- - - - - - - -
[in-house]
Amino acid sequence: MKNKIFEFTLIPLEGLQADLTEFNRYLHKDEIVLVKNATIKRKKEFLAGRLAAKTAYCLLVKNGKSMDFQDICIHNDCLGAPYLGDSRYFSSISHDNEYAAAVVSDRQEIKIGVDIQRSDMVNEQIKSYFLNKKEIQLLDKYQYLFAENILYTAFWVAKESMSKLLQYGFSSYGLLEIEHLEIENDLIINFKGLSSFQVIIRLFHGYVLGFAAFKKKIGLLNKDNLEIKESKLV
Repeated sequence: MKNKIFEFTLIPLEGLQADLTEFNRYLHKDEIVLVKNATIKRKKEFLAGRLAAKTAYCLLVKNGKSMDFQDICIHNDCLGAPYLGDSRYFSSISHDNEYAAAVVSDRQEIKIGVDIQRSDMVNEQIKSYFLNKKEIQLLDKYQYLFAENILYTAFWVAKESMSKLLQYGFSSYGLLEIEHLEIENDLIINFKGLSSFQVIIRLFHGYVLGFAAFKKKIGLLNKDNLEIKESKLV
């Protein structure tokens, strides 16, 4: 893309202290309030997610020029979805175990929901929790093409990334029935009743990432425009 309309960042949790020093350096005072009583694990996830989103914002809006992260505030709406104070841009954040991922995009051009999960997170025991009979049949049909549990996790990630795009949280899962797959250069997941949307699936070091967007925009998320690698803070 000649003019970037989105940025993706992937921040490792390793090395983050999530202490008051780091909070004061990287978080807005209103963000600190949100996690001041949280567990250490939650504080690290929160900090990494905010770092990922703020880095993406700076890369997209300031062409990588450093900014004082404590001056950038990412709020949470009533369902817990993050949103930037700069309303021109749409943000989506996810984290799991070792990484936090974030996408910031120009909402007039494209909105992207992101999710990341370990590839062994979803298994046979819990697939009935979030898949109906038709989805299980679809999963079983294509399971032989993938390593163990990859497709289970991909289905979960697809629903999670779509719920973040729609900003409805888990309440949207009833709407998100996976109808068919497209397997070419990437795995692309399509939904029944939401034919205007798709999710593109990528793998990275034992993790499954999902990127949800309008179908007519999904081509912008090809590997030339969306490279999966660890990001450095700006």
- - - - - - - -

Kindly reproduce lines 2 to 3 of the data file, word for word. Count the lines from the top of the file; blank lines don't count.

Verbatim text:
Amino acid sequence: MKNKIFEFTLIPLEGLQADLTEFNRYLHKDEIVLVKNATIKRKKEFLAGRLAAKTAYCLLVKNGKSMDFQDICIHNDCLGAPYLGDSRYFSSISHDNEYAAAVVSDRQEIKIGVDIQRSDMVNEQIKSYFLNKKEIQLLDKYQYLFAENILYTAFWVAKESMSKLLQYGFSSYGLLEIEHLEIENDLIINFKGLSSFQVIIRLFHGYVLGFAAFKKKIGLLNKDNLEIKESKLV
Repeated sequence: MKNKIFEFTLIPLEGLQADLTEFNRYLHKDEIVLVKNATIKRKKEFLAGRLAAKTAYCLLVKNGKSMDFQDICIHNDCLGAPYLGDSRYFSSISHDNEYAAAVVSDRQEIKIGVDIQRSDMVNEQIKSYFLNKKEIQLLDKYQYLFAENILYTAFWVAKESMSKLLQYGFSSYGLLEIEHLEIENDLIINFKGLSSFQVIIRLFHGYVLGFAAFKKKIGLLNKDNLEIKESKLV